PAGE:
Classic Sega Arcade Machines made with Lego bricks! Perfect for any Lego City arcade! As an old school Sega fan, these games have the quintessential "Sega" feel. Simple yet challenging gameplay, colorful and interesting graphics, and most of all, they're just fun to play.
I originally wanted to create 5 cabinets: these three plus Hang On and After Burner. However, I've been so busy with family, work, and other hobbies that it took nearly half a year of on and off building just to finish these. I figured it's about time to show them, yes?
This was the third cabinet I worked on. I nearly gave up on it after a couple of failed attempts to build the front and seat sections. I took a break from it and tried to build Hang On, but that didn't go well either, so I came back to this.
I decided to start from scratch and start with the basics: just study the dimensions and details of the real thing for a long time. I figured the front section would be 4 studs wide, the middle would be 3 (with SNOT sides) and the seat would be 2 (also with SNOTted details). This led to the use of some technic beams to add support to the weak 3-stud to 2-stud connection. Once I built the floor of the actual cabinet (the red and white section) and the seat, everything came together really quickly. In fact, I think I took less time on this than the other two.
The front section was a bit of a pain though. There aren't any Lego bow pieces that have the same curvature of the arcade cabinet, and I didn't want to use hinges because I wanted smooth sides to make stickering easier, so this brick-built approximation is what I came up with.
Connecting the front section to the floor was another issue I had to deal with. At first I simply used hinged bricks to attach it, but because it's a 4-stud wide piece connecting to a 3-stud wide floor, I could only connect the two sections by just 2 studs (offset). This was too weak for me even though it looked fine. So I redesigned it to use a combination of technic pieces and clicky joints. This worked really well because it's connected to the technic substructure and it's really strong. The only con is the clicky joint is visible at the back of the cabinet. I'm fine with the tradeoff.
Stickering was hell for this one. First, finding good source material was difficult. There really aren't many good shots of the Space Harrier cabinet artwork out there on the interwebs. I even searched in multiple languages. Eventually I found some photos that I had to manipulate in photoshop to create the stickers of the dragon and the back "jets". All the rest I created in Illustrator and had to customize to the dimensions of the Lego pieces. The fonts come from HariHariSonic. Sadly, his site is 404 right now.
Here, you can see how a minifigure will look at the controls. A minifigure can't actually grab the control stick; that's just a camera perspective trick.
This picture also shows how the cabinet can turn and tilt. It's mounted to the floor using the new ball joints.
Sega's Out Run came out in 1986 and has been a long time favorite of mine. The game is iconic to me on many levels; the music, the graphics, the gameplay, the Sega-ness of it all...it's just perfect.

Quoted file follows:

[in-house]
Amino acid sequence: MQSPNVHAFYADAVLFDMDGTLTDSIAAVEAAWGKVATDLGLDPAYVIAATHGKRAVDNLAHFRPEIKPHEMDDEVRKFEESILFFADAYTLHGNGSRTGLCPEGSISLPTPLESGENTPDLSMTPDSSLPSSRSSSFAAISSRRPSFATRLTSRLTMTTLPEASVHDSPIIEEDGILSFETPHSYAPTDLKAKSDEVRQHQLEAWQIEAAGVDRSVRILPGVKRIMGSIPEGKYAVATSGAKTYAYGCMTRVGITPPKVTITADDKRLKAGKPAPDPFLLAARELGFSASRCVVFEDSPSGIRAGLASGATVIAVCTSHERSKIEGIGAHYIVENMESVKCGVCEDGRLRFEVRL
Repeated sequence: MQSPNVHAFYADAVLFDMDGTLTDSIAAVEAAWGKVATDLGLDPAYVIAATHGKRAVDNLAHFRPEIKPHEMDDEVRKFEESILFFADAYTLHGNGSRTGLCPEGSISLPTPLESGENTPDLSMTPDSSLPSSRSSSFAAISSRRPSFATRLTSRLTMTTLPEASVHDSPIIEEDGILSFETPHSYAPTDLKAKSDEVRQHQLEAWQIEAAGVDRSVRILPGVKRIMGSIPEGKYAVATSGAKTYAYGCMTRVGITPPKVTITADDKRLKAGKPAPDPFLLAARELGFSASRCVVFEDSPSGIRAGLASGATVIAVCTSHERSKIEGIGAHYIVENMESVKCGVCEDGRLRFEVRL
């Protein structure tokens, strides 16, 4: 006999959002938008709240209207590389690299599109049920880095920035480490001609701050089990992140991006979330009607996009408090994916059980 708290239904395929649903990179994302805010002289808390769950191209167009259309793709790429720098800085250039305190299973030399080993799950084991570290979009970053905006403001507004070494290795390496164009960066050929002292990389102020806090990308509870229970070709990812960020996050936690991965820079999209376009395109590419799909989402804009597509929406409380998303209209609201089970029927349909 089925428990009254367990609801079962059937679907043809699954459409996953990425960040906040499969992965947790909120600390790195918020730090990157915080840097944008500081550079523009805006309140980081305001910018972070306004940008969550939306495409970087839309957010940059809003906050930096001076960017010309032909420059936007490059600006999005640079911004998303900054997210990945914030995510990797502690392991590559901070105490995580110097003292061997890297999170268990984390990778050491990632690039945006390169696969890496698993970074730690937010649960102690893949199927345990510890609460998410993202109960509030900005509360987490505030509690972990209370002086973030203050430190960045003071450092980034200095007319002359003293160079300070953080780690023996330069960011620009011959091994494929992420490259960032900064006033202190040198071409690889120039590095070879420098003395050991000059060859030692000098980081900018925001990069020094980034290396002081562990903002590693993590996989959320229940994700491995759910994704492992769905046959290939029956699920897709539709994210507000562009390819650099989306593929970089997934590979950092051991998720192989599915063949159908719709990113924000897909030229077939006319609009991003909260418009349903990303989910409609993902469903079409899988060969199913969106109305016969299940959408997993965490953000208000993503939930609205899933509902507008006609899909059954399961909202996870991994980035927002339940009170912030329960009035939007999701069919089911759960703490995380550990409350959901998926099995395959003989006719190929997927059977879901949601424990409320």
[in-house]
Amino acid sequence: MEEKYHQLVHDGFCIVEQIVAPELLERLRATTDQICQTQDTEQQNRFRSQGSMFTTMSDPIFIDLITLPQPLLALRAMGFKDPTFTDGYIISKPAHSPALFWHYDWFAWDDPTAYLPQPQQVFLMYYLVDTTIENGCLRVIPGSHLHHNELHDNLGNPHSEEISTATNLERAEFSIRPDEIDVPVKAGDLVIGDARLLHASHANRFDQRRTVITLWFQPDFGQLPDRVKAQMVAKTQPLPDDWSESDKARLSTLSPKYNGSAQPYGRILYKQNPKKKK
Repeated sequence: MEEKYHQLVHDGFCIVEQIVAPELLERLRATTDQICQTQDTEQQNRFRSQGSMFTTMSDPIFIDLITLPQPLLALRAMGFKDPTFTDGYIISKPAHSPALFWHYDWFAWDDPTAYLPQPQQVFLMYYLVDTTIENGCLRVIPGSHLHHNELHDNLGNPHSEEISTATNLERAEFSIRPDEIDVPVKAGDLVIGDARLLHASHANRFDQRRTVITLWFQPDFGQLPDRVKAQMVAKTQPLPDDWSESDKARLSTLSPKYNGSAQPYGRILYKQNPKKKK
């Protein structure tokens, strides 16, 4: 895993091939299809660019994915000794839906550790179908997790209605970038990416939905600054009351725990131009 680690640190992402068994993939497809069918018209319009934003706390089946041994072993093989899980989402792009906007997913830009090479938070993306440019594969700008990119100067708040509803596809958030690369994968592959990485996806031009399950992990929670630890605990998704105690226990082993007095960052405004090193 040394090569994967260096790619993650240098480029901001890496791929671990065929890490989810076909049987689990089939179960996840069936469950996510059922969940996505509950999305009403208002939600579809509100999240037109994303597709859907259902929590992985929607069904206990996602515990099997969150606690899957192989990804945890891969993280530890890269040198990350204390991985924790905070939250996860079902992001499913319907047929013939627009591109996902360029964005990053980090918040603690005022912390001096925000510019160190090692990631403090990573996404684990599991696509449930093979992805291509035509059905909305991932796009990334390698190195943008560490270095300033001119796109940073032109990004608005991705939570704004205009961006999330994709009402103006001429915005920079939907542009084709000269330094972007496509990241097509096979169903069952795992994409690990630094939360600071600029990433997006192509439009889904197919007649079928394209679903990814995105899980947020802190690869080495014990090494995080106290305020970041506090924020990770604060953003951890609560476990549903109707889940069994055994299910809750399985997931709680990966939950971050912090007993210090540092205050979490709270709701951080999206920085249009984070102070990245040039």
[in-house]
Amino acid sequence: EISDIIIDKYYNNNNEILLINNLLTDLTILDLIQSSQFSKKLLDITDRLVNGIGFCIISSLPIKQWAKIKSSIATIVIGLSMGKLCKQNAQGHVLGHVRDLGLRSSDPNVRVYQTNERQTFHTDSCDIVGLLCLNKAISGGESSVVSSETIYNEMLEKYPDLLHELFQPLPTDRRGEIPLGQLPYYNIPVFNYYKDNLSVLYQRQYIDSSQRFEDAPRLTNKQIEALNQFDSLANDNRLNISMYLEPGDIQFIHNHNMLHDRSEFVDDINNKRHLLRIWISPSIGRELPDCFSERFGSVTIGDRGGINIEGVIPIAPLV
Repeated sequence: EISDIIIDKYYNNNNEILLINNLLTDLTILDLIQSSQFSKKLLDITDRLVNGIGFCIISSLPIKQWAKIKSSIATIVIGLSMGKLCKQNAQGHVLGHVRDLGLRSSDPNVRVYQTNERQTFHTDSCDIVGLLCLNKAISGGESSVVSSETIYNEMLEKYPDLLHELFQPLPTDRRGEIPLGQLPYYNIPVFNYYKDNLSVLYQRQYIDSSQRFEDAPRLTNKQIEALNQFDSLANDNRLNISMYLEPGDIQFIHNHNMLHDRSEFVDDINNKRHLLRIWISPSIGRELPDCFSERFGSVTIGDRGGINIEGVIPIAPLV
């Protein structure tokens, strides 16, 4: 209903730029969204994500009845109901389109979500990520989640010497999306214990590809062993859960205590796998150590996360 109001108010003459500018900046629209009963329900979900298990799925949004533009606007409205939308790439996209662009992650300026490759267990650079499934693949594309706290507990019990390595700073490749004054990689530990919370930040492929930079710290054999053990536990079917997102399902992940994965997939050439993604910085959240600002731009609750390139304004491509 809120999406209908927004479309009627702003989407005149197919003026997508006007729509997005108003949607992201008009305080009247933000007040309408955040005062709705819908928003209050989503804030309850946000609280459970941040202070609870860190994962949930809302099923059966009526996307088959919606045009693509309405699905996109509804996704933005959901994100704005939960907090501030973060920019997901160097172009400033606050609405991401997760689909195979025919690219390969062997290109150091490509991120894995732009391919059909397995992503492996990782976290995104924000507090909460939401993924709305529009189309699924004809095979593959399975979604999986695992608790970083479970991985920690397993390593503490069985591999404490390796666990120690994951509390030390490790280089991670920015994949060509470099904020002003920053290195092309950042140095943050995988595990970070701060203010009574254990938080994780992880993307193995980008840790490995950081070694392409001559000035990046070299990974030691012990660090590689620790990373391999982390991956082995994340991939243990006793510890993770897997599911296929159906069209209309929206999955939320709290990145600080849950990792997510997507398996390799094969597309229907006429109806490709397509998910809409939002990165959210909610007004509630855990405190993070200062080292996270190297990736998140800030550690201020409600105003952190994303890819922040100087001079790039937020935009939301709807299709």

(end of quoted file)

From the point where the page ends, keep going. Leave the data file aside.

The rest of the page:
This was the first arcade cab I worked on for this series and I worked on it on and off for months trying different ways to build it. It's still not very close to the real thing, and I'm still thinking of ways to improve it. I'm talking mostly about the front section; the real thing is much slimmer than this.
The stickers were custom made in Photoshop and Illustrator. The Out Run logo was found off the web and the Sega logo was created using a font by HariHariSonic.
BTW, all of the stickers in these photos are virtual; they were applied in Photoshop.
Some Out Run cabinets have this little step on the side. I decided to include it since you can easily remove it if you don't like it.
The screen for this cab is on a 1x2x1 brick. Not ideal, but there wasn't enough room to put a 2x2 tile in there and still have all the current dimensions.
This is how a minifig looks playing the game. I kept going back and forth on whether the coinop device should be 2 studs wide vs. 1 stud wide. Neither is accurate as it should be somewhere between that. Eventually I decided on 2 studs wide because I felt the coinop panel on the sticker should be larger than 1 stud wide.
This photo also shows how the cabinet can rotate left and right to approximate the movement of the real arcade machine.
Thunder Blade was the second unit I worked on. I thought it would be easy because it's such a simple design compared to the others. The problem was scale. If I added in all the details of the real unit, it became too tall. So I had to remove some things to shorten it down to something closer to minifigure scale.
The helicopter skids took a while to get right and I finally hit on this solution after other tries didn't work. Other methods were too big, too fragile, or too small. This one was the closest to the scale I wanted to achieve.
The model is pretty stable. The chair is probably the most fragile thing though. It's mounted on half of a 2x2 turntable plate. It could be stronger with an extra plate in there, but I felt that it added too much height to an already tall model.
Like the Space Harrier cab, the screen here is on a 2x2 tile, so it can be switched out with other screenshots.
Here's how the build looks with a minifigure. Obviously, the foot rest is kind of useless, but it's there for accuracy.
You can also see how the chair swivels like the real thing.
Proposed minifigs for the Lego Ideas set.
Yu Suzuki is the Sega game designer responsible for Space Harrier, Out Run, Hang On, After Burner, Virtua Fighter and Shenmue among others.